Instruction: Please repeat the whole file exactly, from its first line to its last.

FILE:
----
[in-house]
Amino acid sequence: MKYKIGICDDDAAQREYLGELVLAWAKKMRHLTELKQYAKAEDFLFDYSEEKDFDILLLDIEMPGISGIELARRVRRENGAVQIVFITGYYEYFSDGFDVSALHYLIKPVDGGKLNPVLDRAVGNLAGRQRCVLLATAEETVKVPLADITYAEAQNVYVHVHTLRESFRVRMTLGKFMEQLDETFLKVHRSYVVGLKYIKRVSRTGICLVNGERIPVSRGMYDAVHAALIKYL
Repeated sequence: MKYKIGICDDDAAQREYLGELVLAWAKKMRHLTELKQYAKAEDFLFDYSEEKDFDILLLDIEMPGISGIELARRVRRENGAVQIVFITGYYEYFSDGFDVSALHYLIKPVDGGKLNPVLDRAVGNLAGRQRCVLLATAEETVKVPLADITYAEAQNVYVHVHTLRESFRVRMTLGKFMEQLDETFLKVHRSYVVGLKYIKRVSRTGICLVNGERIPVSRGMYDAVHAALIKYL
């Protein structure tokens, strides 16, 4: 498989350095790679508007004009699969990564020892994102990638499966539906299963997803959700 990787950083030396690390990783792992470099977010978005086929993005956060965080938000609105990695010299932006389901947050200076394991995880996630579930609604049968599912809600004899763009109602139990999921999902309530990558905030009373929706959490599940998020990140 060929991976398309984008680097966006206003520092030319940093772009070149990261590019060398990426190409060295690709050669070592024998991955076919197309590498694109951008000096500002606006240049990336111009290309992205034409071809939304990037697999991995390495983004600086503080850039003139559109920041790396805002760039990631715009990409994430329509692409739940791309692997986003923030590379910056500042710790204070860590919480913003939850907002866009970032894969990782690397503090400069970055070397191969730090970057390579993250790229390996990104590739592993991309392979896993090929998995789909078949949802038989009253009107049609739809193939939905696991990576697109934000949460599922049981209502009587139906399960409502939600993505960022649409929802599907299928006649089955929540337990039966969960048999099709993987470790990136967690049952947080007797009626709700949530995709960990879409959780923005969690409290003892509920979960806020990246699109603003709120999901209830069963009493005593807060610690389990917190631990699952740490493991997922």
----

[in-house]
Amino acid sequence: MKYKIGICDDDAAQREYLGELVLAWAKKMRHLTELKQYAKAEDFLFDYSEEKDFDILLLDIEMPGISGIELARRVRRENGAVQIVFITGYYEYFSDGFDVSALHYLIKPVDGGKLNPVLDRAVGNLAGRQRCVLLATAEETVKVPLADITYAEAQNVYVHVHTLRESFRVRMTLGKFMEQLDETFLKVHRSYVVGLKYIKRVSRTGICLVNGERIPVSRGMYDAVHAALIKYL
Repeated sequence: MKYKIGICDDDAAQREYLGELVLAWAKKMRHLTELKQYAKAEDFLFDYSEEKDFDILLLDIEMPGISGIELARRVRRENGAVQIVFITGYYEYFSDGFDVSALHYLIKPVDGGKLNPVLDRAVGNLAGRQRCVLLATAEETVKVPLADITYAEAQNVYVHVHTLRESFRVRMTLGKFMEQLDETFLKVHRSYVVGLKYIKRVSRTGICLVNGERIPVSRGMYDAVHAALIKYL
């Protein structure tokens, strides 16, 4: 498989350095790679508007004009699969990564020892994102990638499966539906299963997803959700 990787950083030396690390990783792992470099977010978005086929993005956060965080938000609105990695010299932006389901947050200076394991995880996630579930609604049968599912809600004899763009109602139990999921999902309530990558905030009373929706959490599940998020990140 060929991976398309984008680097966006206003520092030319940093772009070149990261590019060398990426190409060295690709050669070592024998991955076919197309590498694109951008000096500002606006240049990336111009290309992205034409071809939304990037697999991995390495983004600086503080850039003139559109920041790396805002760039990631715009990409994430329509692409739940791309692997986003923030590379910056500042710790204070860590919480913003939850907002866009970032894969990782690397503090400069970055070397191969730090970057390579993250790229390996990104590739592993991309392979896993090929998995789909078949949802038989009253009107049609739809193939939905696991990576697109934000949460599922049981209502009587139906399960409502939600993505960022649409929802599907299928006649089955929540337990039966969960048999099709993987470790990136967690049952947080007797009626709700949530995709960990879409959780923005969690409290003892509920979960806020990246699109603003709120999901209830069963009493005593807060610690389990917190631990699952740490493991997922």